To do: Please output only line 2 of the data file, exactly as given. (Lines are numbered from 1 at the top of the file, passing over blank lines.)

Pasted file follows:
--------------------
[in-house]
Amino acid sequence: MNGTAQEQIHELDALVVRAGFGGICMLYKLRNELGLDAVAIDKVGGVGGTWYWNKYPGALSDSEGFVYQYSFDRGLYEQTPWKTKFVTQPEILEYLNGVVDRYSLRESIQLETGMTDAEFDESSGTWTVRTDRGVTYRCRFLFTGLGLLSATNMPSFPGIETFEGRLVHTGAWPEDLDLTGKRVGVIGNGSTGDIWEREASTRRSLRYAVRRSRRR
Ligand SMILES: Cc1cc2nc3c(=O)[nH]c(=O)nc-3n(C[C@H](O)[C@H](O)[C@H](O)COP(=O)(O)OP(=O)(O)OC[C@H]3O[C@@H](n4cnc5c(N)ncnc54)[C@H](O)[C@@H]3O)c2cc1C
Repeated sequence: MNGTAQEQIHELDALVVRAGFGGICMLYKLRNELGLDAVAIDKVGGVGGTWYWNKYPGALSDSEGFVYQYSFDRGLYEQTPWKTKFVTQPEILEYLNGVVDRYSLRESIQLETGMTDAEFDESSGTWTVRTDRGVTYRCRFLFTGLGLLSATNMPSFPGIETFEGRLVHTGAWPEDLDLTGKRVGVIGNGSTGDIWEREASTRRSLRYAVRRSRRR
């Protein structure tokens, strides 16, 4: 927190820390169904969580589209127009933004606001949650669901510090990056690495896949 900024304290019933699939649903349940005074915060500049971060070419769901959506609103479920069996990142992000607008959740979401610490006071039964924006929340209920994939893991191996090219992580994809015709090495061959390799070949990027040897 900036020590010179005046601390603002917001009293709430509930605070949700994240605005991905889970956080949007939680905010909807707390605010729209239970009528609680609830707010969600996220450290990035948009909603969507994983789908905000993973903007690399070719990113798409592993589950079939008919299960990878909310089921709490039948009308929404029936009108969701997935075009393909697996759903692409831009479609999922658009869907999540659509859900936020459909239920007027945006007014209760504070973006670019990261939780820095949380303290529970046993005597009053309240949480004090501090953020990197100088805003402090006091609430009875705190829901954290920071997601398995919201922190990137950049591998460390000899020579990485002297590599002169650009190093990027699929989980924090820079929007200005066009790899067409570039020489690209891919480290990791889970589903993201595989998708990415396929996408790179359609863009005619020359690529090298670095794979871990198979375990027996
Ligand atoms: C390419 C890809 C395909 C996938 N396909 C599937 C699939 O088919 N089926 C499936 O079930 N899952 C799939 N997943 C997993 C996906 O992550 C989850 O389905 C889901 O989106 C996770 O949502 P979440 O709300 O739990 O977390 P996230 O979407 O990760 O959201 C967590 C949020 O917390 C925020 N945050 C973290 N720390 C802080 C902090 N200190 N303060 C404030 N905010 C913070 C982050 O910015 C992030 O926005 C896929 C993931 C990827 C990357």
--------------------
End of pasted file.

Amino acid sequence: MNGTAQEQIHELDALVVRAGFGGICMLYKLRNELGLDAVAIDKVGGVGGTWYWNKYPGALSDSEGFVYQYSFDRGLYEQTPWKTKFVTQPEILEYLNGVVDRYSLRESIQLETGMTDAEFDESSGTWTVRTDRGVTYRCRFLFTGLGLLSATNMPSFPGIETFEGRLVHTGAWPEDLDLTGKRVGVIGNGSTGDIWEREASTRRSLRYAVRRSRRR